To view links or images in signatures your post count must be 10 or greater. You currently have 0 posts.
still has some glitches to be worked out. Until then, I'm posting at:
To view links or images in signatures your post count must be 10 or greater. You currently have 0 posts.
and
To view links or images in signatures your post count must be 10 or greater. You currently have 0 posts.
! And a new project:
To view links or images in signatures your post count must be 10 or greater. You currently have 0 posts.
Reply With Quote Share with Facebook
  #222  
Old 11-02-2012
chef2sail's Avatar
Senior Member
 
Join Date: Nov 2007
Location: Maryland
Posts: 6,704
Thanks: 23
Thanked 46 Times in 42 Posts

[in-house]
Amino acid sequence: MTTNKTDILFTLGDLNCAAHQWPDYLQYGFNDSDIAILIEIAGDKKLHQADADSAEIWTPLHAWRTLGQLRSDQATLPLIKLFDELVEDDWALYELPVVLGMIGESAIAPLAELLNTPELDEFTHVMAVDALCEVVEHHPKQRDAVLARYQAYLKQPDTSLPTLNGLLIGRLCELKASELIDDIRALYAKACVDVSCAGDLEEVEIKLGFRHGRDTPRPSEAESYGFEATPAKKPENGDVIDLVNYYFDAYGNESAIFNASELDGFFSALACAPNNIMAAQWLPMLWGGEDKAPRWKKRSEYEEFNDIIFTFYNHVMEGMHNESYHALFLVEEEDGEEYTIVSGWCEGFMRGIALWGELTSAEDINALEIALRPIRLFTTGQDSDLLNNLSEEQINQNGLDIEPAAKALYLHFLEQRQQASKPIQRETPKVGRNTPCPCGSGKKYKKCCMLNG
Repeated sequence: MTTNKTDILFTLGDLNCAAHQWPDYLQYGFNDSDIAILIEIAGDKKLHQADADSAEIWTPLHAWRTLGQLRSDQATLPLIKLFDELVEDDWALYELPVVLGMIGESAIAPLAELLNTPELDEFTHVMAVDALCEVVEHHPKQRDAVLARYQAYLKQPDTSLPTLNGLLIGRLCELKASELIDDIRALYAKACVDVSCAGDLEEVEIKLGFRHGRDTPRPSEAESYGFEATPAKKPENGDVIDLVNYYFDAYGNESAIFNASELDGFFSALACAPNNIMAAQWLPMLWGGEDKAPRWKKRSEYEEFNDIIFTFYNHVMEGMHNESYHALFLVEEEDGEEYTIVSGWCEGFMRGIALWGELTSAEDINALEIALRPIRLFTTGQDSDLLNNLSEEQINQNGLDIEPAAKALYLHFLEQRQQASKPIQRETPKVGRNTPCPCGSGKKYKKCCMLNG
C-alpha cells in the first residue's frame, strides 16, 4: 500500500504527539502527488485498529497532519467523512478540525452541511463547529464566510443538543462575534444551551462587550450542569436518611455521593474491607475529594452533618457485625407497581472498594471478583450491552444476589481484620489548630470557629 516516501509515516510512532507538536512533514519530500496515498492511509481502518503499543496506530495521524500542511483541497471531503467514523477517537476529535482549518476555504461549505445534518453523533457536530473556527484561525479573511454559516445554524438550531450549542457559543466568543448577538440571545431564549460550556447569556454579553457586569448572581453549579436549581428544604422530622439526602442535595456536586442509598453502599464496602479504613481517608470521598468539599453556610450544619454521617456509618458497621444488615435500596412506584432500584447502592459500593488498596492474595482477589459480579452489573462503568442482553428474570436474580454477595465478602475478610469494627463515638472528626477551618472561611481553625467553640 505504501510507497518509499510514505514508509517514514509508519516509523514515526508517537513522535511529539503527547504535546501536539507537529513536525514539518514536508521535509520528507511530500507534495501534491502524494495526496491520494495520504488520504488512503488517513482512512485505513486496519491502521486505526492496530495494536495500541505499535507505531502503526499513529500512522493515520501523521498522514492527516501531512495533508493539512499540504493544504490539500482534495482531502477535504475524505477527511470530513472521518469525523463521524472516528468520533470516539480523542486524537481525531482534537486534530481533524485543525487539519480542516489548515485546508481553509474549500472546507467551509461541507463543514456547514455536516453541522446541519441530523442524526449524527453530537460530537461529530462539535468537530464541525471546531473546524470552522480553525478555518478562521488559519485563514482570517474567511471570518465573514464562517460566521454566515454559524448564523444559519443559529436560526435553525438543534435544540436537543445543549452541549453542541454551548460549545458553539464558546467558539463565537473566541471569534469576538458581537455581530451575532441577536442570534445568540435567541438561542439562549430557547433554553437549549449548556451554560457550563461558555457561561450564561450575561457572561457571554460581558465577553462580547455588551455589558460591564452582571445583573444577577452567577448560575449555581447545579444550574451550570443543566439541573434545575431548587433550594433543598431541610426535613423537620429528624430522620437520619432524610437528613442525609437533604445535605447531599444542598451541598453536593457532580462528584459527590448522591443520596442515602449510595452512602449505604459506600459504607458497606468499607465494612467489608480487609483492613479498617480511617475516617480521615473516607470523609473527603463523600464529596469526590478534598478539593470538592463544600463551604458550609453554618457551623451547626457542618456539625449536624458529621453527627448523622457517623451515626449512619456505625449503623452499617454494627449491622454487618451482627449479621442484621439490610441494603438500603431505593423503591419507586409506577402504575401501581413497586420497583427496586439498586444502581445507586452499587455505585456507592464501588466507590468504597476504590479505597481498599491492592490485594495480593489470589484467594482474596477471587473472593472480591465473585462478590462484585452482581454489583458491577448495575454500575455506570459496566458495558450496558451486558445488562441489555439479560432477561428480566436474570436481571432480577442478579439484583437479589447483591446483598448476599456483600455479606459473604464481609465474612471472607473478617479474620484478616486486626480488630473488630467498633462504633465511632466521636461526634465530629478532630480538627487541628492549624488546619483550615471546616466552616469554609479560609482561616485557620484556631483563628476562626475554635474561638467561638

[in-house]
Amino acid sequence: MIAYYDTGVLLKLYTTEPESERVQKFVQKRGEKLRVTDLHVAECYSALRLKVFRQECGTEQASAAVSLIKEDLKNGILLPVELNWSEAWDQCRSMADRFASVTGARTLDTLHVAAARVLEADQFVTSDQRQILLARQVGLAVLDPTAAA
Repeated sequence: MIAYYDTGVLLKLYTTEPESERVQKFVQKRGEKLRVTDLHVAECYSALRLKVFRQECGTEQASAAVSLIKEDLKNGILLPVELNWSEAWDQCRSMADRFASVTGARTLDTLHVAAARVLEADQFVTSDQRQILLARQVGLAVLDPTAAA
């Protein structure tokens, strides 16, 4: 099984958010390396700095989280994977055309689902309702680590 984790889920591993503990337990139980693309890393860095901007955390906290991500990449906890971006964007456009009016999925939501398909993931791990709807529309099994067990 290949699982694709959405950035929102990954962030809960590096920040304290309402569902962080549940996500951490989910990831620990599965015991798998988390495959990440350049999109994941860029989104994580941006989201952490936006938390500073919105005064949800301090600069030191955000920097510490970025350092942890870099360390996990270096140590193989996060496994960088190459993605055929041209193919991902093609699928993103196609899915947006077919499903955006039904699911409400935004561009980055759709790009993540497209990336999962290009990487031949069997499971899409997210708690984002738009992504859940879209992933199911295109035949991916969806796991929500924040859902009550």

Rep Power: 7
chef2sail will become famous soon enough
Send a message via AIM to chef2sail
Re: HMS Bounty in trouble...

Quote:
worded that badly.

I should have said does not a 25 knot wind pushing over opposing 7 knot current
result in the same sea state as a 32 knot wind blowing over water
that is not moving. My use of the terms "calm seas" screwed up
the meaning.-preventec47
Answer is still NO, not at all.

Waves, seas state not only depend on wind speed, but also depth, fetch, topography,and current at a minimum. There are other factors also.

I have crossed the Gulf Stream many times. Take 4-5 GS knot current with wind from the North. Lets assume a gentle 20 knots. The sea state outside the GS could be 4-6 swells at 15 second period, which is easily sailed in all directions, but in the GS the same 20 knorts would make it a very uncoimfortable ride and almost stop you from heading northerly. The sea state might be 10-12 with a 8 second period.

Inlets such as Barnegat in NJ are another example. Water rushing out the inlet on the outgoing tide in Barnegat Bat moves at 2 knotss east. In the inlet channel which is narrow ( Bernullis pricipal) that water is now moving 5 knotts east.